Monday, August 8, 2016

City Scene - Harlem's Neighborhood Action Paper

Sam's organization, We Care Media Arts, was one of the programs to help the youth of Harlem.  Below is a letter written to Reverend Alanson Haughton in Feb. 1977 to further Sam's cause.

I am the director of WE CARE Neighborhood Action Center which is a community action group in the St. Nicholas Park Urban Renewal area located in central Harlem in the basement of St. Luke's Episcopal Church.  We have been in operation since 1969 with youth programs including bus outings to parks, beaches, cultural institutions, as well as communication workshops and cultural awareness projects.

WE CARE selected communication workshops in Journalism because of all the projects in operation, it had the greatest potential for motivating youth leaders to examine society and express themselves.  Currently, we have one program in operation, CITY SCENE, We Care's neighborhood action newspaper. CITY SCENE is dedicated to diminishing the poverty of information that pollutes our area.  CITY SCENE is published as a training vehicle for high school and college students in the craft of journalism.

Last summer, City Scene published five bi-weekly issues with a distribution of 10,000 copies and sold retail advertising to local merchants.  A readership survey was also conducted throughout Central Harlem.  May I mention at this point that in 19672 Dr. Burton Thomas and the women of the Church of Heavenly Rest gave seed money to start our venture City Scene.  We are in the process of developing a neighborhood ministry for the St. Nicholas Park Urban Renewal Area which will utilize the energies of young people to survey and monitor specific breakdowns of municipal services in the area.  There is a crying need for municipal services due to the fact that St. Nicholas Park was designated for revitalization in 1960.  The plan was abandoned by the NYC Planning Commission due to the city's fiscal crisis.  For an area that was already on its way to physical deterioration, the cessation of the revitalization plan has brought the area to the edge of  disaster.

We are developing the neighborhood ministry as an instrument to call attention to the plight of the area to our city fathers and to the community by gathering facts.  Specific surveys will center around the number of inoperable and broken fire hydrants, dated garbage, gas leakage, running water, and decaying animals in abandoned structures, etc. The young people's findings will be reported in City Scene in its coming issues for distribution to the entire community.

This is a short sketch of what we are trying to do to help the residents who are experiencing hardship due to the trying conditions of their neighborhoods.  

Sunday, May 15, 2016

Harlem - Life in the 70's in Black America

What was Harlem like in the 60's, 70's, and 80's?  One man who knew very well what it was like is Sam Walton - Harlem youth and community activist.  He grew up in Harlem, eventually became a victim of the streets of Harlem, then pulled himself up to inspire and promote education in Harlem and to its youth.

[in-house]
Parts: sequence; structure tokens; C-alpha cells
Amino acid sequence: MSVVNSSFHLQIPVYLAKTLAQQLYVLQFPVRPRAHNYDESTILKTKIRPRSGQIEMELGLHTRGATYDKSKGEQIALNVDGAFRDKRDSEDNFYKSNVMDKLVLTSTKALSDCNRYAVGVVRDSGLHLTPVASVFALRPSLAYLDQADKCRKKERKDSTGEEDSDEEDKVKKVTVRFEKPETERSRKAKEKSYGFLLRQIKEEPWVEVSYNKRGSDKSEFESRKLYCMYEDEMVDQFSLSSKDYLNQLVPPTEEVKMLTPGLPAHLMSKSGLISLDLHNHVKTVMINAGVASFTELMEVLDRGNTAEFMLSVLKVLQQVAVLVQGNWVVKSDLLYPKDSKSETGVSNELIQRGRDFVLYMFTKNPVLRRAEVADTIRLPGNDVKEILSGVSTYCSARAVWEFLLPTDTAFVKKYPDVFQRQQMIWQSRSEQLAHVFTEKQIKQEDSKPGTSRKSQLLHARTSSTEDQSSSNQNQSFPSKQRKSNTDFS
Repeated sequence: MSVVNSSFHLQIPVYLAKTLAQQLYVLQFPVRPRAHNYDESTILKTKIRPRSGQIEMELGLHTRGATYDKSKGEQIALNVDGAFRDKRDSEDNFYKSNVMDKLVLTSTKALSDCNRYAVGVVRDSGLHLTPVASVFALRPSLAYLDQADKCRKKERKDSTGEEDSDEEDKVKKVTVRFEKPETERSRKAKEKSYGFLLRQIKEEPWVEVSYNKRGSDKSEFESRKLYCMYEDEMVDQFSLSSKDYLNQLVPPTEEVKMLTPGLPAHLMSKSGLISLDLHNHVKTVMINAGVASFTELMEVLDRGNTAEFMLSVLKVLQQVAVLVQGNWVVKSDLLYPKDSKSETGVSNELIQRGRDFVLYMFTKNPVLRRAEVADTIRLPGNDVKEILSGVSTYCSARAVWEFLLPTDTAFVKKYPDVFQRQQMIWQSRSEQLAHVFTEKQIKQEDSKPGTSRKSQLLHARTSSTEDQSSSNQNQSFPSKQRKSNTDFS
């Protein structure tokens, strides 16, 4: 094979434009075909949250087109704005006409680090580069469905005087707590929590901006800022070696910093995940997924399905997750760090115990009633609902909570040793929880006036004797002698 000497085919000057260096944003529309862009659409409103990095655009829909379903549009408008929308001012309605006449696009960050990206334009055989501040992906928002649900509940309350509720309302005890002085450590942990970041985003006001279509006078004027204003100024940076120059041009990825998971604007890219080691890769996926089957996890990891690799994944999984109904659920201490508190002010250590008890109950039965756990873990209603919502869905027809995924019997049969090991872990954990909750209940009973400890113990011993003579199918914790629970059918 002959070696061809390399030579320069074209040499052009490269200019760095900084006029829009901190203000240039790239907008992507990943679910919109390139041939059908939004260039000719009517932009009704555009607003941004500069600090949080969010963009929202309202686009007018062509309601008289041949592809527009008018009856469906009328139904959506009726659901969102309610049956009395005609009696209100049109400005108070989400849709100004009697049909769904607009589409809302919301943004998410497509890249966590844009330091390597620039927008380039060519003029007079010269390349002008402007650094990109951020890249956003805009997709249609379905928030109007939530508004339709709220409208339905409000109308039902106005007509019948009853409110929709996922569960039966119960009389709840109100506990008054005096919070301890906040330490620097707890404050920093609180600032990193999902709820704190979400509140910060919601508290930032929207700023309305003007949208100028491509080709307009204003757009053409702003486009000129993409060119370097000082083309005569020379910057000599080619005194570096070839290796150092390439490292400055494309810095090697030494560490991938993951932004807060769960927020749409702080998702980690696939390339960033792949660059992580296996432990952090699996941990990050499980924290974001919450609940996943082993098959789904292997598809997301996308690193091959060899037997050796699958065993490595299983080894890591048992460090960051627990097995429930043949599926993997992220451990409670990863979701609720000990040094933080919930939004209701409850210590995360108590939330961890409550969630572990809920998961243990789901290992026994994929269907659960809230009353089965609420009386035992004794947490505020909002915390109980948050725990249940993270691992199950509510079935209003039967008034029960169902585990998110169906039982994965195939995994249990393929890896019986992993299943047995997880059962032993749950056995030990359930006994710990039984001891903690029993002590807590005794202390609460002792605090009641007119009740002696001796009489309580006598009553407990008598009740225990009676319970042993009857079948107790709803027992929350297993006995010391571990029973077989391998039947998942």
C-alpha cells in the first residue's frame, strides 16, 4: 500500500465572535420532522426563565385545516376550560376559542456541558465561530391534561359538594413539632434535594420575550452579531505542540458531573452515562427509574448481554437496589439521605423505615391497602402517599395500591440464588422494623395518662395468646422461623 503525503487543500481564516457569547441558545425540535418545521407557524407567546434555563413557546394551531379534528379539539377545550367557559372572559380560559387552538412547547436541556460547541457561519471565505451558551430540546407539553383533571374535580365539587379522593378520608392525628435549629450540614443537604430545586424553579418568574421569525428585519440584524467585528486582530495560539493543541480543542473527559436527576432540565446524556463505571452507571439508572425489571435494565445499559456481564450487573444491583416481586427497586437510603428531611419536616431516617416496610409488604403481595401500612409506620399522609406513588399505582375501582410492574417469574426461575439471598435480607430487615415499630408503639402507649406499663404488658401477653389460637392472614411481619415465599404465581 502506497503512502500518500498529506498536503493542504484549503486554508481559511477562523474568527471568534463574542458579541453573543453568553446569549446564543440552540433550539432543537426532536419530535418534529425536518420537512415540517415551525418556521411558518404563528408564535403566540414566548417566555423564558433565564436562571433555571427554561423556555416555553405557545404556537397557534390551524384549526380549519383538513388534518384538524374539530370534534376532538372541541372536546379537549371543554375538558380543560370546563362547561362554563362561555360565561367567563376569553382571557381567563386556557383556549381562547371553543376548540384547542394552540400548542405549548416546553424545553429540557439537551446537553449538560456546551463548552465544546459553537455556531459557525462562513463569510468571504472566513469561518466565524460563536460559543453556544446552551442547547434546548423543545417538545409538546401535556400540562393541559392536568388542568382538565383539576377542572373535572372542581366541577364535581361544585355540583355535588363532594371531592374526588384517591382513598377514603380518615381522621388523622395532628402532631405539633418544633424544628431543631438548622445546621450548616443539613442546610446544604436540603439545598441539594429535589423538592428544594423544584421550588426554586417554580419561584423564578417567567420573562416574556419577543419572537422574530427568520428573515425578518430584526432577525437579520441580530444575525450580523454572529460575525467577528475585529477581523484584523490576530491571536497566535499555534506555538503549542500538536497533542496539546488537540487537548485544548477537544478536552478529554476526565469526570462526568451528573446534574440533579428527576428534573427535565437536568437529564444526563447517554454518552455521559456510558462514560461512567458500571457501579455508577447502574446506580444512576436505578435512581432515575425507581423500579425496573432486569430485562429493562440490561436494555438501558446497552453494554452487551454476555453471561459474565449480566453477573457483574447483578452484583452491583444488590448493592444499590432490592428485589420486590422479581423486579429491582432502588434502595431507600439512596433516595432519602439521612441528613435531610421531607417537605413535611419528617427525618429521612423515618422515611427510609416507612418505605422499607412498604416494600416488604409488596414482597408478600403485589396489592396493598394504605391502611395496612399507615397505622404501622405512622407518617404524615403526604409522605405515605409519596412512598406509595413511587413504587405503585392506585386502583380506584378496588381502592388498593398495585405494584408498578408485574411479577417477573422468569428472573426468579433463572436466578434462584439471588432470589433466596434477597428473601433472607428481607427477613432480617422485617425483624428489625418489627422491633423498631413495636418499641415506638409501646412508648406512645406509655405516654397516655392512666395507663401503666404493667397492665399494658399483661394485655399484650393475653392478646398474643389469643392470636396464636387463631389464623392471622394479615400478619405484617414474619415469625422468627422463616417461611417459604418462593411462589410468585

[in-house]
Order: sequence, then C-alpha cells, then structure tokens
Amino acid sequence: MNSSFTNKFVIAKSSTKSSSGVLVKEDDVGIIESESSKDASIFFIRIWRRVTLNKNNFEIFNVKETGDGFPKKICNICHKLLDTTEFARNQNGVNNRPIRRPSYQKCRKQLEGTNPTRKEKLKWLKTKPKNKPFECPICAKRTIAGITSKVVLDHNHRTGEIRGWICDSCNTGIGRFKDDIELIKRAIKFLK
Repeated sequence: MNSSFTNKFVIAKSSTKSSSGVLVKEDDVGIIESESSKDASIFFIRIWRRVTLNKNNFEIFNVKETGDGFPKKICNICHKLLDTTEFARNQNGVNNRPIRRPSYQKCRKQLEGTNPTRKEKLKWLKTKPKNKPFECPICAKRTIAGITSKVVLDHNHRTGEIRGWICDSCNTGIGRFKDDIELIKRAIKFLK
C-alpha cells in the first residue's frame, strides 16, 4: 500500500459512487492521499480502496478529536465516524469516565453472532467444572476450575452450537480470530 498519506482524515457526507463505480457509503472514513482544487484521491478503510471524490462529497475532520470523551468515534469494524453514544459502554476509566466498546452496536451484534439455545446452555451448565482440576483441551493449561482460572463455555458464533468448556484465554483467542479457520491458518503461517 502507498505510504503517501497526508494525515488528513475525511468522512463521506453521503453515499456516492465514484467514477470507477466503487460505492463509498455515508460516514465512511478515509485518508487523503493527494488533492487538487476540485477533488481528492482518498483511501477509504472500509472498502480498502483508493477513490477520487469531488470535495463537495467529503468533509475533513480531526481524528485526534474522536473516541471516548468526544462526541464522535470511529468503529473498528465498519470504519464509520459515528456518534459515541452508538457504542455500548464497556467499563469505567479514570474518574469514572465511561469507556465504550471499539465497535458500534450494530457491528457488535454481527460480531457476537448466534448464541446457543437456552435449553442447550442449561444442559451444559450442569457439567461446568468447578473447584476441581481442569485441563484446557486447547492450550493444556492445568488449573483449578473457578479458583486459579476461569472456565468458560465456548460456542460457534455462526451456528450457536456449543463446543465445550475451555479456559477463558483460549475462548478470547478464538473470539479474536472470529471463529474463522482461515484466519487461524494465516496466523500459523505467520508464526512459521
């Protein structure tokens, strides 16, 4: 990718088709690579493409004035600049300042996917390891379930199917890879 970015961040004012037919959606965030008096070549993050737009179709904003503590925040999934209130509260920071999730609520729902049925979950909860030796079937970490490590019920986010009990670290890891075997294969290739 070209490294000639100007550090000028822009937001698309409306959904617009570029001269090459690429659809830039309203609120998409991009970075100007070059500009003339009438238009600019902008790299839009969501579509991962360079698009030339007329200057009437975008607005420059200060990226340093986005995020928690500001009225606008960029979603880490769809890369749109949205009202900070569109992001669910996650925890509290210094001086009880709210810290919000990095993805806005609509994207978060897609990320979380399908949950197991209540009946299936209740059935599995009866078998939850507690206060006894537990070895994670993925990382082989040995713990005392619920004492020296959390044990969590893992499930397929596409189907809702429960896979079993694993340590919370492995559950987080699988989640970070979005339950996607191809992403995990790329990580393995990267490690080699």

Sam had begun to promote plans to help the people of Harlem.  He fought the constant battle of keeping youth out of the streets and inspired them to not become a victim of drugs and crime that plagued the streets.  Below is his introduction on how to improve the quality of life for people and how to begin the process of self-elevation.  His plea to Harlem would not fall upon deaf ears.

Harlem, the political heart and social capital of black America is a culturally rich and vital community with strong neighborhood spirit and impulse toward self-help and improvement of the community's chronic physical and social problems that cry out for public attention.  Harlem is a densely populated and economically poor community whose populace is on the whole the beneficiaries of the cumulative  effect of poverty, overcrowded and sub-standard housing, under-employment and unemployment, inadequate education, illness and neglect belying society's failure to cope with basic human and social problems.

There were encouraging signs during the 60's through local, state, and federally funded programs to improve housing, regenerate commerce and industry, develop jobs, enrich education and recreation, and increase public service in the health care field.  Many of these efforts have since eroded due to changes in federal policy and the city's fiscal crisis.  Harlem is showing signs of losing its sense of community.  There is general dissatisfaction with the functioning of the city's municipal services, and a feeling of apathy and hopelessness has begun to permeate the community.  

As a neighborhood agency dedicated for the past eight years to stemming the tide of helplessness and hopelessness, WE CARE proposes to work inside its own community, St. Nicholas Park, as a centralized clearinghouse and neighborhood assistance center for all residents, public and private agencies, and self-help improvement programs in the area.